Hello Kylyssa I've also really enjoyed the transition to Hubpages I was worried sick that I would hate it over here. Now I only wish I had some free time to fix my old lenses. I'm anxious to learn the Hub layout so I can get them up to par.
I too love HubPages... the interface is responsive and easy to work with and the people here are friendly, professional and refreshing. There are options on what to do on the site - hop hubs, forum, answer questions, work on hubs... I like that it is multi-dimensional in that way.
Of course, what I'm doing most these days is editing lens-hubs. I have a lot more work to do. I love that violations and broken links are clearly marked and that the expectations for an outstanding hub are clear. The little check boxes in the top-right of the hub tool are fantastic and motivational.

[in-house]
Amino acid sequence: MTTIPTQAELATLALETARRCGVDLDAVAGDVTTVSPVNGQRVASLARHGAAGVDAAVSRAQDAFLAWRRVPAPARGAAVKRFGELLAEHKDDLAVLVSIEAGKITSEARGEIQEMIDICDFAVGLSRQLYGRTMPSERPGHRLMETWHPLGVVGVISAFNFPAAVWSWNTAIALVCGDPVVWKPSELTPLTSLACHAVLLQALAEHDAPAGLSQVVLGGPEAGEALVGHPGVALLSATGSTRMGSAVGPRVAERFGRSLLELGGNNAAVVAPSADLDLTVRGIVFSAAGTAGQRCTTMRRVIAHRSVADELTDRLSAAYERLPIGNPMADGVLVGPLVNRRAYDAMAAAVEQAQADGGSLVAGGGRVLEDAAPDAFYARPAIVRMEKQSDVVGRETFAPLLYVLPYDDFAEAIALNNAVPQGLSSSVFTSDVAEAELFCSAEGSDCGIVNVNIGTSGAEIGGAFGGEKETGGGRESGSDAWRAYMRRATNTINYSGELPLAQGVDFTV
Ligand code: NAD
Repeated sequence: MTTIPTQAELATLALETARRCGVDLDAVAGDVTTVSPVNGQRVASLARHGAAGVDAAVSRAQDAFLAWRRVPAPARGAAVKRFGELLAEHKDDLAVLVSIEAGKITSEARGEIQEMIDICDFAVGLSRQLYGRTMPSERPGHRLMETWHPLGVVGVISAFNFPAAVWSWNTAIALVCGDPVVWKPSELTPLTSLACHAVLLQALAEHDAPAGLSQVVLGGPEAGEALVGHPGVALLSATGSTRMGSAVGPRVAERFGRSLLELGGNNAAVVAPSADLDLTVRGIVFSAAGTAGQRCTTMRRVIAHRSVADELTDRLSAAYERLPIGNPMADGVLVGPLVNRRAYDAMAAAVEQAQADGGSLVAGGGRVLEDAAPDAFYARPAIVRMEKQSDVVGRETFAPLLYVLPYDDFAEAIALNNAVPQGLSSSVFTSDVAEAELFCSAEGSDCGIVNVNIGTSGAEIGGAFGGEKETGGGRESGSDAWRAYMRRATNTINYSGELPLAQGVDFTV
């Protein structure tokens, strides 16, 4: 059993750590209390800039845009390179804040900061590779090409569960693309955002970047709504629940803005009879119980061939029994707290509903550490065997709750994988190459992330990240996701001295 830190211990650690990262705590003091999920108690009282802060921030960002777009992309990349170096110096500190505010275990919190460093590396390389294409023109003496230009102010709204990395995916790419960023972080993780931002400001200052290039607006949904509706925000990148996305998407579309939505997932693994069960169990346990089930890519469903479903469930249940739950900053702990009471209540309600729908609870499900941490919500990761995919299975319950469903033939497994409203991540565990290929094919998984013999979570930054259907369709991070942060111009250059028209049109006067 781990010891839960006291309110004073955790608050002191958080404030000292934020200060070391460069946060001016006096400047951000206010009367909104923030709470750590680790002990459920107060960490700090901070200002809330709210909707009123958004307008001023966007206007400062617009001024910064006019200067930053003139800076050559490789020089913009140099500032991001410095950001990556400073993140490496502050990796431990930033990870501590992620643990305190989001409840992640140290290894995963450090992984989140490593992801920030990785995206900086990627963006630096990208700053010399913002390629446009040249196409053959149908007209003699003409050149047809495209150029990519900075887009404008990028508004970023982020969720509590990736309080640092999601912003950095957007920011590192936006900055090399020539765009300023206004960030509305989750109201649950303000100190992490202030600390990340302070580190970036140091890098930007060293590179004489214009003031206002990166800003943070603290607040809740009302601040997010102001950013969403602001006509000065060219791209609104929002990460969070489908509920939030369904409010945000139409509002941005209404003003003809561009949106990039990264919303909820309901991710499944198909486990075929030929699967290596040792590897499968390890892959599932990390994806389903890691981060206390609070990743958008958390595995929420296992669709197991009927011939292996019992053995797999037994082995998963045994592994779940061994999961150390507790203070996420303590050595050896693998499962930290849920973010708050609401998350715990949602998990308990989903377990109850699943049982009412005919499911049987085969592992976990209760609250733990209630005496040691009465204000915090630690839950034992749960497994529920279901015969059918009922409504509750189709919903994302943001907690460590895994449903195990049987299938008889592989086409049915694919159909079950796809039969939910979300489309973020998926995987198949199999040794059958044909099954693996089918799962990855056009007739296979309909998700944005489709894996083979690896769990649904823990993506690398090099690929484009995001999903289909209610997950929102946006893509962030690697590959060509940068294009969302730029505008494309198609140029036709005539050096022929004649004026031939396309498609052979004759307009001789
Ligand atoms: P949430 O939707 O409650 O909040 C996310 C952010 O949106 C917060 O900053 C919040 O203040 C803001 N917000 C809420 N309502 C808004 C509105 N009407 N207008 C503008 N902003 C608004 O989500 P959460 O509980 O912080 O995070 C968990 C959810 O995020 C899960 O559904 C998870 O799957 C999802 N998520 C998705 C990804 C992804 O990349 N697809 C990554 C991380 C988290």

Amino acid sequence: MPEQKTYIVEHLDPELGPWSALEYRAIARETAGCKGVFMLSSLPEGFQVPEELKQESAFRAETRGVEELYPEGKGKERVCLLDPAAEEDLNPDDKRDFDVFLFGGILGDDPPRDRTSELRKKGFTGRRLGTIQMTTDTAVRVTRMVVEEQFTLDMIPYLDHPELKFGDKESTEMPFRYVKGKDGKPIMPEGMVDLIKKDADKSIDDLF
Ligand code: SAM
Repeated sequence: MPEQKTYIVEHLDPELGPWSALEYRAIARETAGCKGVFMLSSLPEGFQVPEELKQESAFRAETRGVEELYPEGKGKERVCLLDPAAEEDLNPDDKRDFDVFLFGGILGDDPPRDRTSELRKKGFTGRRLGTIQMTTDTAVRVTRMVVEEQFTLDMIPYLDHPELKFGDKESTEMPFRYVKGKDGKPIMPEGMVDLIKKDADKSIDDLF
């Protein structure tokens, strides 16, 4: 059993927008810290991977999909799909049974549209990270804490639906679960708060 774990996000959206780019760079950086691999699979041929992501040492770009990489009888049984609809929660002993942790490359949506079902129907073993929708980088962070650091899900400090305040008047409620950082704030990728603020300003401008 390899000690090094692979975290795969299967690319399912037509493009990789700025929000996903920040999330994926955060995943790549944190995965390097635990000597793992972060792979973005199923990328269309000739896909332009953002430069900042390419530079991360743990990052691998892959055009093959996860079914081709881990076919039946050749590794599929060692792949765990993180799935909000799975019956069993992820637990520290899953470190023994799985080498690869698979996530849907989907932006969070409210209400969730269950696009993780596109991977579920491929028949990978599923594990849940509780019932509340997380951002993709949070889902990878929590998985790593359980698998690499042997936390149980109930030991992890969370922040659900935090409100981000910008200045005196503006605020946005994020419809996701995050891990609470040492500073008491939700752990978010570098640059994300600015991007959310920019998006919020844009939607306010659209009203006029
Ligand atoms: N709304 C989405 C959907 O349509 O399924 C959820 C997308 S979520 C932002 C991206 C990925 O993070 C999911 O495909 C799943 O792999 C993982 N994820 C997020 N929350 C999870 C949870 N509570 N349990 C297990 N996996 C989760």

I'm concerned about the hubber score and the hub scores because I don't know how they work. Does one have to spend hours on the site daily doing a variety of activities to get a good hubber score? Or is it based on the hub scores at all?
Well, it's a mystery to me.
Nice site though... I'm happy to be here.
As far as I know, that's a mystery to us all, so don't worry about it. Apparently, your hubber score could improve with more activity within the community, but I don't see much evidence of it where my own score is concerned.
Hear hear! The HubTool is SO easy to use. I spend more time writing, or mostly at this stage revising from Squidoo-format to Hub-format, than I do waiting for spinning icons going nowhere. What a time saver!